We’re Back! The week is finally ending, and it’s time you wind up and do everything that the weekend desires. Of course, by everything, we mean read! This time we have lined up a bunch of varied yet nuanced pieces collated just for you.
Consider these a gift from us to you. This is a special one since it’s collated by the editors of Noticebard and Academike.
Give it a read and tell us how it was. Here you go!
Understanding the Historical and Constitutional Making of Right To Protest in India
In recent years, the right to protest in India has become a courageous exercise of upholding democracy and constitutional ideals. To protest then is not simply exercising one’s right. It is also an act of defiance, and a means to uphold other fundamental rights.
A German-Jewish political theorist, Hannah Arendt, wrote that vita active or the life of action and speech are the basis of one’s political life. And only by speaking one can register themselves as a living and acting being. If Arendt were believed, then registering oneself through protest and speech is fundamental to being human and a political being.
Dhruv Vatsyayan and Arpit Saxena ask if the peaceful right to protest is indelible to other fundamental rights, then why does it face excessive executive action. Dhruv and Arpit also trace the history of the right to protest in India in colonial and post-colonial times. Read the entire article here.
Addressing Critical Concerns: Mental Health and Juvenile Justice Act (2015)
Mental health and juvenile justice systems are isolated, this isolation moralises the subject. However, some studies have shown a direct association between convicted minors and mental health.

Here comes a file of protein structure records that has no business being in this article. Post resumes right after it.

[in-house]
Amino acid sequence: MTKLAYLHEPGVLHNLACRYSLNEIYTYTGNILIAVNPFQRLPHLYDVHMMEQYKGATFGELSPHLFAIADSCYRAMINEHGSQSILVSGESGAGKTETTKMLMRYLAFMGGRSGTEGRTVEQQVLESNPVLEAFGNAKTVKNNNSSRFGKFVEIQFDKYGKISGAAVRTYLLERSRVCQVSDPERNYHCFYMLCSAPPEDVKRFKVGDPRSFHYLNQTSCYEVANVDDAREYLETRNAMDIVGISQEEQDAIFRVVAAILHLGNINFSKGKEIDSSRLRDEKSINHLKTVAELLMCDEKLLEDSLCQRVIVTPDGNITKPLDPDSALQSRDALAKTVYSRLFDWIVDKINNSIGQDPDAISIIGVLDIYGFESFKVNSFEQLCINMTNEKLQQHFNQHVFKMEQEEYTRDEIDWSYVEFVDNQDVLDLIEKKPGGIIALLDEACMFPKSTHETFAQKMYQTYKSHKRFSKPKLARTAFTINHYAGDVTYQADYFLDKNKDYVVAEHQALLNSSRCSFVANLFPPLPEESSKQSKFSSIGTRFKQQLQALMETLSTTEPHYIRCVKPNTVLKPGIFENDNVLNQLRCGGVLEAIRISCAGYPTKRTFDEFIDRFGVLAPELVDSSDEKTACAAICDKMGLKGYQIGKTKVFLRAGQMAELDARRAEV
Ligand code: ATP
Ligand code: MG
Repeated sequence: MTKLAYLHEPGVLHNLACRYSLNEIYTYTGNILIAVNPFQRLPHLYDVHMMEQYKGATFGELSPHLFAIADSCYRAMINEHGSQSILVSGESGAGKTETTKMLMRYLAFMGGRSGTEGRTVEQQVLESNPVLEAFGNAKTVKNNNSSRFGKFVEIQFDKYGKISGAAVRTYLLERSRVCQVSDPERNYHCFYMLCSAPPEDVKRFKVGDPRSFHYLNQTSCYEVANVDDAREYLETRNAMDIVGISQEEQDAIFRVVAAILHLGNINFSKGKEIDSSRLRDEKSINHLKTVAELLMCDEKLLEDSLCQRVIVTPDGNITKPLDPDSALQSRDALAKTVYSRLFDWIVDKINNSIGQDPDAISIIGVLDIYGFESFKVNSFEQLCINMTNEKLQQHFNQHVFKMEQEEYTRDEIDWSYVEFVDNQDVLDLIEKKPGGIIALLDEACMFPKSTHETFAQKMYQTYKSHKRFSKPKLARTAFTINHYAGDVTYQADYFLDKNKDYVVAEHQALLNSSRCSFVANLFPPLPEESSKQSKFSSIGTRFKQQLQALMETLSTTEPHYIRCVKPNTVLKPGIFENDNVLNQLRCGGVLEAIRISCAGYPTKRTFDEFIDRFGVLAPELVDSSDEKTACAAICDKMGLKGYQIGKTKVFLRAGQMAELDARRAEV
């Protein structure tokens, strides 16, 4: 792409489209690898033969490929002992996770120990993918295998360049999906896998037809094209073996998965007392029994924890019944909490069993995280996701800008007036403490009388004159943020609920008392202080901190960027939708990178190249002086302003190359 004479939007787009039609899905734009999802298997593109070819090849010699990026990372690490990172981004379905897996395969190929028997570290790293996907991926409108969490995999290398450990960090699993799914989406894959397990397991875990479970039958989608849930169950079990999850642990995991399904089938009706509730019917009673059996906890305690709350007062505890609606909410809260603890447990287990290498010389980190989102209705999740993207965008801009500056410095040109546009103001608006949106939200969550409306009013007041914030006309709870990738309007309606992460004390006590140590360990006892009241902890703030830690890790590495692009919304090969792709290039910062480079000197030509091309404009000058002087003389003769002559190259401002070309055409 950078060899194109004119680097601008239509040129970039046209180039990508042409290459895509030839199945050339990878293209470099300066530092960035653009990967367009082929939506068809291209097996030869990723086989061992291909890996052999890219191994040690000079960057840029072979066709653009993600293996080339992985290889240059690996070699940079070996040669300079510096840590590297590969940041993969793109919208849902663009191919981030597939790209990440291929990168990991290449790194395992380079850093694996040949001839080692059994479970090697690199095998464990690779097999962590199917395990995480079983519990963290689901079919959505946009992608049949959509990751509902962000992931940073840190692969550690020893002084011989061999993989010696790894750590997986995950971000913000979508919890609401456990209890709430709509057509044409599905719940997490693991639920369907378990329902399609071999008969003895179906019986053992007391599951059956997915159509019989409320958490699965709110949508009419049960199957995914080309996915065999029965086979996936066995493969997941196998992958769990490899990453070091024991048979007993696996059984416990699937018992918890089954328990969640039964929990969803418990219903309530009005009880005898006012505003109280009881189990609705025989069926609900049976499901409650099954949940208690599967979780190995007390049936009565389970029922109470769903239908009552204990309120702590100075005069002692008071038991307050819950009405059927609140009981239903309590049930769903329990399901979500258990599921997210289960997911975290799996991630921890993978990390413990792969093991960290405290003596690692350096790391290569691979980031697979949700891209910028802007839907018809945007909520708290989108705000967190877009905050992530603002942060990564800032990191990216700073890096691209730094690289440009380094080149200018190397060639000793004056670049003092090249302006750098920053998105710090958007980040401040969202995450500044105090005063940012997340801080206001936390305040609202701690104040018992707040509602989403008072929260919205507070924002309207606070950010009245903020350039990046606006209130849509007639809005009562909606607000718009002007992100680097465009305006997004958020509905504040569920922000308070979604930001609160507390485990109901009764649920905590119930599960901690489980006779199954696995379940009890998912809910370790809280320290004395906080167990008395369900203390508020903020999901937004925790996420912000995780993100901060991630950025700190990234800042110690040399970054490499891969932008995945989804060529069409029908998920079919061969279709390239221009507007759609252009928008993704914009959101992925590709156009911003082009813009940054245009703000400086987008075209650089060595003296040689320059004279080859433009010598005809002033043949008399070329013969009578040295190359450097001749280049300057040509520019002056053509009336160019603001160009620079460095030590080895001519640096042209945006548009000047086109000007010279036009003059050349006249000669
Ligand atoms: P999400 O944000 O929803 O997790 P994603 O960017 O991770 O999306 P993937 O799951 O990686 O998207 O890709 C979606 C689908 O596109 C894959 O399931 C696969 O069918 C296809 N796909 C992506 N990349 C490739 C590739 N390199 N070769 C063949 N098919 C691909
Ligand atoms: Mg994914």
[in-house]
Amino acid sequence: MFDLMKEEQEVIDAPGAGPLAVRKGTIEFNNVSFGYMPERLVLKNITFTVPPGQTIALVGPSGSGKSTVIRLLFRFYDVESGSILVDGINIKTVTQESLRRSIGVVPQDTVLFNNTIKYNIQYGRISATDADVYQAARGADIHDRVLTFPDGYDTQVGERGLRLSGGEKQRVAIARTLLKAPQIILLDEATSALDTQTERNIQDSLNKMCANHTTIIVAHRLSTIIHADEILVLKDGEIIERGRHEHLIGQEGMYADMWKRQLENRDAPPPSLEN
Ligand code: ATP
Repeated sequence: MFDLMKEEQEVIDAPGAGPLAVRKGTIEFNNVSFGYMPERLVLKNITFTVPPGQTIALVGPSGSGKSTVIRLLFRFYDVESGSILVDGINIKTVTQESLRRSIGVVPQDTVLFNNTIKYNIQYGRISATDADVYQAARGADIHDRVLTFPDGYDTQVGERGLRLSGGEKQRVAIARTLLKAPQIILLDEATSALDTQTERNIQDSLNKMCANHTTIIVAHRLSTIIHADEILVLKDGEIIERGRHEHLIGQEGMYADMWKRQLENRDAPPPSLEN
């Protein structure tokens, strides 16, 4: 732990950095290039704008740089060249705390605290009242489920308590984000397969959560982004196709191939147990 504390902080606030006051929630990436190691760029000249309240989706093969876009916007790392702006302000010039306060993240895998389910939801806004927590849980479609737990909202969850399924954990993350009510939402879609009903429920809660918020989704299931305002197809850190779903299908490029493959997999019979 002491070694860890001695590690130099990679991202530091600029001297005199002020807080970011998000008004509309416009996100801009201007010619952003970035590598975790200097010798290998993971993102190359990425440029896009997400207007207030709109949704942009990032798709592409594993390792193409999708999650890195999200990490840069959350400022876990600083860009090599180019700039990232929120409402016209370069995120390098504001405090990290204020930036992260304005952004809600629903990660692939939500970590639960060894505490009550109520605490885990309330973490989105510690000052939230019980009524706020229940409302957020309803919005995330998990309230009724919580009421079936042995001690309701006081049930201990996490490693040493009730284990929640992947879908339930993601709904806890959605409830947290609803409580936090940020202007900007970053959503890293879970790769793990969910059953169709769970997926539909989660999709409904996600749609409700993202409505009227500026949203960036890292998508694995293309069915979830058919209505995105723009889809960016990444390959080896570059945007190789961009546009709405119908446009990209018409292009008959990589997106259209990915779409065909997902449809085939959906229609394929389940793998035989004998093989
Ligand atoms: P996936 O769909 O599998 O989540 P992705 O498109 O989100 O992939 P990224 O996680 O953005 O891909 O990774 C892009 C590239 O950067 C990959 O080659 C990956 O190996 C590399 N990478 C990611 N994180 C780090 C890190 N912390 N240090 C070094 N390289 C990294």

Given how precarious mental health can be, all inmates at the juvenile detention centre must be treated with utmost care. Yet, the condition of such centres and cells have been deteriorating for quite some time.
Mahenu Siddiqui addresses these concerns and draws a correlation between mental health and juvenile justice, giving recommendations for implementing the Juvenile Justice Act (2015).
Follow this link to read more.
Contesting Farm Laws 2020: What’s Wrong With FPTC Act and the Fall of Mandis?
The farm laws 2020 created quite a stir over the last year. Farmers from across Punjab and Haryana hurdled at Delhi NCT borders, and others rallied in their states, lending support to those sitting at the Tikri Border.
But, while the protests silently loomed over the ends of Delhi, unweathered despite the pandemic, the farm laws and their issues are still unaddressed. Though the Supreme Court stayed the implementation of the three farm laws, the negotiation hasn’t made much progress.
Amidst the relative silence from both ends, government and farmers, this article tries to reignite the discussion on what went wrong. Abhinash Ray writes on the Farmers’ Produce Trade and Commerce (Promotion and Facilitation) Act to detail its provisions and demands of the small farmers.
Read this intriguing article to make sense of the farm laws and subsequent protest. Click here.
The Lost Dignity of the Dead: How To Recover Casualties of COVID-19?
This article recalls the second wave and the slew of deaths across India.
As bodies piled one over the other, waiting to get cremated, the dignity of the dead got buried by systemic failure and lack of legislation in India.
While those who suffered losses, including the caretakers, are trying to locate government accountability, several states are still fudging data. Hence, it’s essential to revisit and remind ourselves of the government failure amid rising cases, all of which has been conveniently brushed aside.
How the Blasphemy Law in India abrogates freedom of OTT Platforms?
Section 295A, a variant of blasphemy law in India, has been subjected to criticism for its vague definition. Moreover, its use in recent years has been more political than religious, often curbing freedom for artists and content creators.
Now this abuse and its colonial shadow have extended to digital space. Often Section 295 A is used against content and content creators in the name of fickle ‘religious sentiments’. However, these curbs, in general, and Section 295A in particular, offer unnecessary censorship, devoiding the art and its value and neglecting the viewer’s discretion.
Sahil Panchal argues against Section 295A, reasoning how it’s a version of Blasphemy law in India. He also argues that the same limits artistic freedom and is often dictated by political impulses. Read article here.